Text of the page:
Disney's 2013 film Saving Mr. Banks

Disney's 2013 film, Saving Mr. Banks, directed by John Lee Hancock, truly depicts the side of Disney many may not believe exist, always perceiving it as purely cartoon. Just hearing the names, Tom Hanks as Walt Disney, Emma Thompson as P.L. Travers, Colin Farrell as Travers Goff, and little Annie Rose Buckley as Ginty. These names immediately draw one's attention to see these timeless actors recreate the story behind one of the most beloved movies of all time, Mary Poppins. Working with a budget of $35 million, everything about the movie makes it not just a documentary, but a feel-good family movie. A movie with intense scenes, but shows the truth behind people's lives we don't usually like to face. It really hits home. No matter who you are, this movie will draw you in and keep you on an emotional roller coaster until the very end.

As the film begins, it obviously showcases the iconic Walt Disney logo, but then begins right into the story. The concept of the constant back and forth between the present story, and the flashbacks to Travers childhood enhances the story. The constant connections being made between Travers and her childhood keeps the audience fully entranced, as they continue to find more ways that her past is such a huge impact on who she is in the present. Even though it is a documentary, it is told as a story. The story is intriguing and is not just telling us the facts behind the story, it is showing us the story. The actors, director, and everyone work together to make a coherent story that an audience can watch and feel. Tom Hanks as Walt Disney, to me, seems a little off. His depiction of the way Walt carries himself and does his work has something missing, or something added that wasn't really there. Other than that tiny component, Hanks' performance was well done. He is caring, and raw. He shares the points of Walt's life in the best way. His voice control and tone when reciting some of the emotional scenes is perfect, he just becomes Walt in the best way he can.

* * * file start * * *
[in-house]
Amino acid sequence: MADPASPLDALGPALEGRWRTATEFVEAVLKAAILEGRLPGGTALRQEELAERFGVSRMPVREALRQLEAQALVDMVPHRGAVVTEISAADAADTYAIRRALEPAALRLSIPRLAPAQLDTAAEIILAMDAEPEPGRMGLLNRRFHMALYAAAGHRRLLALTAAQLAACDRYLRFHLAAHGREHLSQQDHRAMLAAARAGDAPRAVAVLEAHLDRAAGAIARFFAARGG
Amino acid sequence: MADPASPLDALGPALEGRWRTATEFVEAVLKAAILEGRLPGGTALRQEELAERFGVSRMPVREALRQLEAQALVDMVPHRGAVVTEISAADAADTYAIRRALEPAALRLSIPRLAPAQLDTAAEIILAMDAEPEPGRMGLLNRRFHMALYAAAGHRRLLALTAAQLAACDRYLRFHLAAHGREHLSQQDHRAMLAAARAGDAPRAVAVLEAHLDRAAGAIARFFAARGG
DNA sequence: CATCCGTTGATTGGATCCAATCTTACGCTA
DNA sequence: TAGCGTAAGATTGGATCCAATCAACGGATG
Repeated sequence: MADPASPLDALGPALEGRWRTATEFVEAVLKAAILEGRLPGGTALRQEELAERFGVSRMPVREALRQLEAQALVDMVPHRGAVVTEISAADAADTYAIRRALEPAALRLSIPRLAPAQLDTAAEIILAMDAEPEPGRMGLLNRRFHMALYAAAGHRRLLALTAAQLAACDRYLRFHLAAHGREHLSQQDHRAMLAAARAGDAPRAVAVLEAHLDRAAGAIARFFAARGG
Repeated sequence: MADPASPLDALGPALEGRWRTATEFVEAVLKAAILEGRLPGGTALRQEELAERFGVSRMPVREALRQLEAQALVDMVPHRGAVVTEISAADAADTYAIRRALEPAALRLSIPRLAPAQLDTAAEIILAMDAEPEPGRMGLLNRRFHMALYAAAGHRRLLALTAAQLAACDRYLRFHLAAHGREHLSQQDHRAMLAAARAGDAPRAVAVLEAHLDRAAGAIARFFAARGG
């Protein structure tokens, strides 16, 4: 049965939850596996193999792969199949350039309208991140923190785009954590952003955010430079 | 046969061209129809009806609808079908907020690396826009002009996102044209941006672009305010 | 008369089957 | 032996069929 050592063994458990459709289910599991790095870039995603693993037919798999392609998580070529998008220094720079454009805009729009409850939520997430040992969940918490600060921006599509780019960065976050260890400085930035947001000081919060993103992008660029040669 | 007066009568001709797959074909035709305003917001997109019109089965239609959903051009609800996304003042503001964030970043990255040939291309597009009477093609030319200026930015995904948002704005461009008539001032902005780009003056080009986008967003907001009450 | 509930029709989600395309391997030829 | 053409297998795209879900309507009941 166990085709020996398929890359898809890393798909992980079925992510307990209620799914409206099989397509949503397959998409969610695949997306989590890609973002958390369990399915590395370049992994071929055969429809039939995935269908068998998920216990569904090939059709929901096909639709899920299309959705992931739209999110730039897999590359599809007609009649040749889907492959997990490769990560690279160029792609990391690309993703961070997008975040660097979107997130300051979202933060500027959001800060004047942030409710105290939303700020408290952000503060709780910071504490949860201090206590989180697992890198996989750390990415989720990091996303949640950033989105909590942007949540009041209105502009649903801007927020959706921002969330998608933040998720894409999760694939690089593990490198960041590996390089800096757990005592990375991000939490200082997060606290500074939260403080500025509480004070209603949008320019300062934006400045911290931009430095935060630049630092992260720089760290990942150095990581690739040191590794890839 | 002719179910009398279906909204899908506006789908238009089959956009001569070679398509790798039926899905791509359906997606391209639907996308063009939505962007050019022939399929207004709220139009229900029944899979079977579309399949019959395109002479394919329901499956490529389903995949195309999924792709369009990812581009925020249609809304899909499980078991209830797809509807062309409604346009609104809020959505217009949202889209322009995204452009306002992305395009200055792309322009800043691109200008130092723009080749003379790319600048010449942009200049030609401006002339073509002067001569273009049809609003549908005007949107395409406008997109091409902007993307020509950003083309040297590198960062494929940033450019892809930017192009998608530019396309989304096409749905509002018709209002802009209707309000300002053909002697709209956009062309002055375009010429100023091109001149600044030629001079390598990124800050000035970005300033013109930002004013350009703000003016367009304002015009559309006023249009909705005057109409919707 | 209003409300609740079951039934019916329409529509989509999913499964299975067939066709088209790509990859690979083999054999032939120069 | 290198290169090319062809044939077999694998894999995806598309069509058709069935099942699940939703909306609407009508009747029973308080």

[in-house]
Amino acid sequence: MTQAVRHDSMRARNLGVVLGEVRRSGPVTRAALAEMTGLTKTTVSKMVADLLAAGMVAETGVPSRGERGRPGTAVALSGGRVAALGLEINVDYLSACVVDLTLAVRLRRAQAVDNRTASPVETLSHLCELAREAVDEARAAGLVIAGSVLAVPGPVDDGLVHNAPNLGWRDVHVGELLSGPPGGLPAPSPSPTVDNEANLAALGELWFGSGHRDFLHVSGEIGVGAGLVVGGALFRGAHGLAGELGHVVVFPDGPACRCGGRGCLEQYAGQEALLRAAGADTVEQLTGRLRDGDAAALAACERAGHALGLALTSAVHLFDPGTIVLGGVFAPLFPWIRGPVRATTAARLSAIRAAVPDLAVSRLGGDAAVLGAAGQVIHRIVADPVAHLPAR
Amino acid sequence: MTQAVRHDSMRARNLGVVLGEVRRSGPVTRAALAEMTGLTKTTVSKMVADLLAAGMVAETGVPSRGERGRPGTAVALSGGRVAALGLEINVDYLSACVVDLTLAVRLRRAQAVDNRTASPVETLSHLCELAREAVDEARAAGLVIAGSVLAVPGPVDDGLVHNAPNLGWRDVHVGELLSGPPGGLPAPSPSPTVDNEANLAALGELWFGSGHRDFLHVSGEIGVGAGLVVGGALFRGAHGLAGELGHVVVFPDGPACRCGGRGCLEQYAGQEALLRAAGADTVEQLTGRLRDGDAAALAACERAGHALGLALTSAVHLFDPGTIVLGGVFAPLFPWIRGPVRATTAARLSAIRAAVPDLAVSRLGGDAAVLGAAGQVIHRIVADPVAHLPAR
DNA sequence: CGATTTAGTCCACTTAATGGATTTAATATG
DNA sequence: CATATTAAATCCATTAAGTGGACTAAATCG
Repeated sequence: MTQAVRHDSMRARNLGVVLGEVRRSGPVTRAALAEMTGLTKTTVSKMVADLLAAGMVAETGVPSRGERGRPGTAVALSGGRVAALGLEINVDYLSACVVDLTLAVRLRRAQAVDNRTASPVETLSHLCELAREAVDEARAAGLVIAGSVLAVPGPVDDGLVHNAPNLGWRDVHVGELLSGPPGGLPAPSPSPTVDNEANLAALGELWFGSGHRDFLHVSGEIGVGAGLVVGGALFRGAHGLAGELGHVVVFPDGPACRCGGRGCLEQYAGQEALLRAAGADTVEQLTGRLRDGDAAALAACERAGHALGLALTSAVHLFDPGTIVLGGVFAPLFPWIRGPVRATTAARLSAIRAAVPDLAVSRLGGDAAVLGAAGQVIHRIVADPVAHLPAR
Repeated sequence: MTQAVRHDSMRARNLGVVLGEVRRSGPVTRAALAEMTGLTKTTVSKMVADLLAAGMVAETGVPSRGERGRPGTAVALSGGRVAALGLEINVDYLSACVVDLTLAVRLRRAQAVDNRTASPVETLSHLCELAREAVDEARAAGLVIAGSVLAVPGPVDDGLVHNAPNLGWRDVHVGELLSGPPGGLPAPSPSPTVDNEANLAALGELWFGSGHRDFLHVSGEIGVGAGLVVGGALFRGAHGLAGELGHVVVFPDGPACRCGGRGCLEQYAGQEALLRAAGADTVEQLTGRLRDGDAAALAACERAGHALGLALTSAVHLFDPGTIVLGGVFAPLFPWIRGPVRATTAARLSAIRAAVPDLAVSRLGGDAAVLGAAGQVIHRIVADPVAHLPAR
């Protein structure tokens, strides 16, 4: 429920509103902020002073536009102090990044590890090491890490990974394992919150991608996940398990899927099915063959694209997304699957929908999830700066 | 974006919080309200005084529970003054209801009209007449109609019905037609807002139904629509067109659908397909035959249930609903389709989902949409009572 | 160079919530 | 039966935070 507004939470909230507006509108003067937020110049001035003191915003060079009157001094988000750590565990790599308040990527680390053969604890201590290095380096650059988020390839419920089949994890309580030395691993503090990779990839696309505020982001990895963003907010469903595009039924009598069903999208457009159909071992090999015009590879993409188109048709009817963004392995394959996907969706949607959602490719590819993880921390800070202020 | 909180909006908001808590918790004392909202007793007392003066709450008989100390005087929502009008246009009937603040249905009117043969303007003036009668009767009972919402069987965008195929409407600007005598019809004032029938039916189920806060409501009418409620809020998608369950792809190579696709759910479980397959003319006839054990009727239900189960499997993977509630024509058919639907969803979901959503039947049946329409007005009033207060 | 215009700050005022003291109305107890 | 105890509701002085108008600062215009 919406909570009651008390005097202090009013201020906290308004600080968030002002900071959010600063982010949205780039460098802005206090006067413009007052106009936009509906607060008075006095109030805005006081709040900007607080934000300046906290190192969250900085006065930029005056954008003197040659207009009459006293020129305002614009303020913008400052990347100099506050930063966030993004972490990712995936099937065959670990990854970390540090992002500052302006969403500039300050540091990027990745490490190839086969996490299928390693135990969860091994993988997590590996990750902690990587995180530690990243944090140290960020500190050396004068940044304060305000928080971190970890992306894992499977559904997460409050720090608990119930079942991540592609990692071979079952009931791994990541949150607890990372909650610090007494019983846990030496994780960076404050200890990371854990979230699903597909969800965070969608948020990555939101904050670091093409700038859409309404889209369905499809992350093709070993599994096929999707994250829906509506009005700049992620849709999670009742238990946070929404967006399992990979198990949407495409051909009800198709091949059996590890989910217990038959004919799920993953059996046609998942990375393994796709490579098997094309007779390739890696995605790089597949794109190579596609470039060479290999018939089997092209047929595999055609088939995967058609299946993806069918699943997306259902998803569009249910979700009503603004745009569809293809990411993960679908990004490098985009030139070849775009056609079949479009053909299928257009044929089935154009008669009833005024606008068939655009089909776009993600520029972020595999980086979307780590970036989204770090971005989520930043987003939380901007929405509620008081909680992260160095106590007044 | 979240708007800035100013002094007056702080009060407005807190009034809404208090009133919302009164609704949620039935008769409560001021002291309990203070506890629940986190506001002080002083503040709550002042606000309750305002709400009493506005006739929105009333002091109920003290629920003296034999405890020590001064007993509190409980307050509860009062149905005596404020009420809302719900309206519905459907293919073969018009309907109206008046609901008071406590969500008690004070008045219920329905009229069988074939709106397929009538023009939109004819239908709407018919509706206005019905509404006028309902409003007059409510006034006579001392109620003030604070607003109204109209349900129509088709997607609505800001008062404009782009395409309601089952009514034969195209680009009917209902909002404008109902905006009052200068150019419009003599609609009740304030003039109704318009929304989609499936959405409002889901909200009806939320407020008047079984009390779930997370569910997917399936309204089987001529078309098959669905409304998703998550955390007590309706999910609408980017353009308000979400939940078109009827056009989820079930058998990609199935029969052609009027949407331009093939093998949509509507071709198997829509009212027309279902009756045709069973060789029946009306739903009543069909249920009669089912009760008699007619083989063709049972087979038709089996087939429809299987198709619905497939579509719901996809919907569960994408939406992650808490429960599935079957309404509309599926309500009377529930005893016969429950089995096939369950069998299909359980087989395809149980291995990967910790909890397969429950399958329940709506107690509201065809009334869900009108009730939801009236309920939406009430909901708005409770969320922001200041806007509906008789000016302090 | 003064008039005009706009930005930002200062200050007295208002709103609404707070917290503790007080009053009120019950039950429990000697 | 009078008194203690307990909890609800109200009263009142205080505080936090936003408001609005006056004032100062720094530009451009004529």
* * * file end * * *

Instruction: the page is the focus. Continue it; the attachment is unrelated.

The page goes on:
Emma Thompson is beautiful. Her depiction of P.L. Travers is the best performance in the whole film. She embodies the complete soul of Travers. As the film first begins, no words need to be spoken because the body language Thompson uses is just so precise and perfectly executed that she doesn't need words to show who Travers was and how intense her feelings were towards her characters and story, because they are her real life. If I were ignorant towards the idea of these people being actors, I would believe that Thompson was the real life Travers. She is the perfect choice for the part, I can't picture anyone else being able to ground herself so well and become P.L. Travers.

John Lee Hancock definitely created a work of art. His vision of this piece truly shows as a poignant story that is meant to show just how hard it is to let go of the past. The whole underlying issue of this movie is that Travers childhood was cut short by the death of her father, and even at her old age she still is completely impacted by her past. The point that gets across to the audience is so meaningful. Once Travers was able to let go of her past, which was in the form of her beloved Mary Poppins, she became a whole new person. By letting Mary Poppins become a movie, putting her terrible past on the big screen in reality, she had a huge weight lifted off of her shoulders. She continued writing more Mary Poppins books and was living a good life. If everyone could learn from this movie, the world could be such a better place. And, if not the whole world, than at least individual lives could be hugely bettered. Overall, Saving Mr. Banks is an amazing real life account. It has everything a good movie needs, and becomes even better with the amazing performances by amazing actors. The storyline is engaging, and it is a story worth sharing with the world. I give this movie 5/5.